Who am I? Assessing characters in Arthur Millerâ€™s Death of a Salesman
In this discussion, you are to complete your reading of Act II in Arthur Millerâ€™s Death of a Salesman and view an interview of Miller wherein a particularly poignant scene is re-enacted as Willy is planting seeds in the dark and Ben appears. In this scene, Willy contemplates suicide and a funeral for himself that will be â€œmassiveâ€ and prove to his sons that Willy is â€œsomebody.â€
Throughout Arthur Millerâ€™s Death of a Salesman, the protagonist, Willy Loman, and his sons, Biff and Happy, struggle with being â€œknown.â€ Willy in particular seems to keep reaching back into the past to â€œget back to all the great timesâ€ when there seemed to be â€œalways some kind of good news coming up.â€ Throughout the play, Willy keeps repeating how being â€œwell likedâ€ is important to success, yet success seems elusive to Willy and his sons. Think about the values Willy represents to his sons and to us in the play. If an â€œanti-heroâ€ is a protagonist who is not â€œhigh born,â€ or noble, keeping in mind that Willy is Mr. Loman, i.e., Mr. â€œLow man,â€ where is Willy going wrong? What is flawed about Willyâ€™s emphasis on being â€œwell likedâ€ to be â€œknownâ€? How could Willyâ€™s values be contributing to his troubles?
As the play is coming to a close, Biff has a kind of epiphany, and tries to confront his father with a compelling question: â€œWhy am I trying to become what I donâ€™t want to be?â€
In the interview you are asked to watch, Arthur Miller mentions that there are â€œultimate values somewhereâ€ but we â€œdonâ€™t know how to name them most of the timeâ€ in a response to the question about why Miller writes plays. Millerâ€™s Death of a Salesman wrestles with our system of â€œvaluesâ€ in the United States, and â€œmoral idealsâ€ that we should have. Miller claims he canâ€™t write a character with which he cannot sympathize. Miller claims he canâ€™t write somebody he â€œcanâ€™t like.â€ Miller further states that he (and we as an audience) must be able to â€œparticipate with him [the character] in his own dilemma.â€ Basically, Miller argues that you must see some element of yourself in the character on the stage in some way or at some point of the play, if not in total.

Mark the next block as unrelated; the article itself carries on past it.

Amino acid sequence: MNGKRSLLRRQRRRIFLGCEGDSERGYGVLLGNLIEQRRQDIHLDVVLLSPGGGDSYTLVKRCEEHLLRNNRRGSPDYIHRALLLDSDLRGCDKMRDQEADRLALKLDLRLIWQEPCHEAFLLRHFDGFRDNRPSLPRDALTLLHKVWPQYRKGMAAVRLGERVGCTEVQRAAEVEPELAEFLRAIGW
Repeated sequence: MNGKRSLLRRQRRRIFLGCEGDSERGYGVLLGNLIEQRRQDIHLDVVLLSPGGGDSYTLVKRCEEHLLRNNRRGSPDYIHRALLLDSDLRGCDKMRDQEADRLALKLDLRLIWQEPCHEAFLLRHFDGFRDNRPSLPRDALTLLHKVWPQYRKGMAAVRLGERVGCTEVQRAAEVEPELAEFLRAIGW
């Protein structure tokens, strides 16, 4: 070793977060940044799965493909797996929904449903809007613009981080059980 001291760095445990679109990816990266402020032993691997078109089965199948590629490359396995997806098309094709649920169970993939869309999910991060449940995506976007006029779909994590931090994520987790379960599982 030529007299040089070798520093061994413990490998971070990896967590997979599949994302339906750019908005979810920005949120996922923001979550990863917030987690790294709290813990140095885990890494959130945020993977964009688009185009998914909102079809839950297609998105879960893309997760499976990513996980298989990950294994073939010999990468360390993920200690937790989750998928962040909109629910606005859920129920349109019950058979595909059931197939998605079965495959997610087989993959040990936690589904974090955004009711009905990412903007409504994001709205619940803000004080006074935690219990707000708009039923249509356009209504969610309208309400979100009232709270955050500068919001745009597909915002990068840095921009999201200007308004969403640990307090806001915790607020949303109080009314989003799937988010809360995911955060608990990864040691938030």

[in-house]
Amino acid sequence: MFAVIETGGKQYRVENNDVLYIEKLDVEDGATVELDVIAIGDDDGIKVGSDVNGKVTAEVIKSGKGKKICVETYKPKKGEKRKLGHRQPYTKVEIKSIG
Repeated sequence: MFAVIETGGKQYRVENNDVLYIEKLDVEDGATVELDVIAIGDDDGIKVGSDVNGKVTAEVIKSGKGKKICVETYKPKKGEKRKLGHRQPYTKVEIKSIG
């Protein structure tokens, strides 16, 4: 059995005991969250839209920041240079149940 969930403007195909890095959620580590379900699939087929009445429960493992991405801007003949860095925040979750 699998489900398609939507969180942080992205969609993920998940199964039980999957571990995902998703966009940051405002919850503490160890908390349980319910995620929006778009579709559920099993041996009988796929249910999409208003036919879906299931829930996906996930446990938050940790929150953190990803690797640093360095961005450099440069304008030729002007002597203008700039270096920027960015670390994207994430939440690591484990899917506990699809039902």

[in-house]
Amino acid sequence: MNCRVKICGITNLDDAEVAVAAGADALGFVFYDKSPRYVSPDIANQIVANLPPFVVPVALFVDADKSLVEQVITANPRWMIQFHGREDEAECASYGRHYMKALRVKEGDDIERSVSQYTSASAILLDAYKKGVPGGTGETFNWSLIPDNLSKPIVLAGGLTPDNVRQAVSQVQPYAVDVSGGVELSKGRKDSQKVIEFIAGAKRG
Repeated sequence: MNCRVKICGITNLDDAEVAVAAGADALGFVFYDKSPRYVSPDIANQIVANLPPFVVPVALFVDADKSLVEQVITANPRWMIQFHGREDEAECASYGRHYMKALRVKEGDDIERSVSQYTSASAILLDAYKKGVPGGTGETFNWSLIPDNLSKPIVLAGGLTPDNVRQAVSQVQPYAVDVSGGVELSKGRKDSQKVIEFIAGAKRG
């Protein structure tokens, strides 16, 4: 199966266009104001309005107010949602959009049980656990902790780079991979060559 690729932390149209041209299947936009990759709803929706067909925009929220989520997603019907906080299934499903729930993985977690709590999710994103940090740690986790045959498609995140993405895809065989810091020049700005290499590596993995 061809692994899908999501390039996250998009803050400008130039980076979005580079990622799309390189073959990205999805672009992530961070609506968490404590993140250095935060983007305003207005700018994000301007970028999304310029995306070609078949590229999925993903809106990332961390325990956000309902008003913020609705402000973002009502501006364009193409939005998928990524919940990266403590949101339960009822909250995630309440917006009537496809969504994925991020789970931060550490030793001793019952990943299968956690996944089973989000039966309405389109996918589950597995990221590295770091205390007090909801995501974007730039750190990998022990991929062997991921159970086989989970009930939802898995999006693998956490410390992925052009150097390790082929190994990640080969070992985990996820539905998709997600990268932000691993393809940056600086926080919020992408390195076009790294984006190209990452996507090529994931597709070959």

You are asked in this discussion exercise to describe how you align yourself in some way with a character in Millerâ€™s Death of a Salesman. Basically, you are asked to identify with a character and discuss how and why you can identify with this character, particularly when it comes to the struggle of knowing yourself and what you need and/or sharing yourself with others, like your children or your spouse or your co-workers and helping to instill values.
For this discussion, please:
Read Act II of Arthur Millerâ€™s Death of a Salesman
Miller, Arthur (1949) Death of a Salesman. ACT II. [Premiered on Broadway in New York, recipient of 1949 Pulitzer Prize for Drama and Tony Award for Best Play]. Retrieved from http://www.pelister.org/literature/ArthurMiller/Miller_Salesman.pdf
View the video: Arthur Miller and Language (1987). From Arthur Miller: An Interview. Films Media Group. (1987). Arthur Miller: An interview [H.264] [Item No. 7295]. [Miller reflects on a scene from Death of a Salesman]. Films Media Group [BBC]. NY: NY. Retrieved from http://vlib.excelsior.edu/login?url=http://digital.films.com.vlib.excelsior.edu/PortalPlaylists.aspx?aid=8496&xtid=7295&loid=19200
Start by reviewing the primary posts of your peers and the reply posts of your other classmates.
Then, in an initial primary post of at least 200 words, discuss one (1) character in Arthur Millerâ€™s Death of a Salesman with whom you can identify, describing how and why you feel this way. Make sure you include at least two (2) quotes from the character to support and illustrate your assertion(s).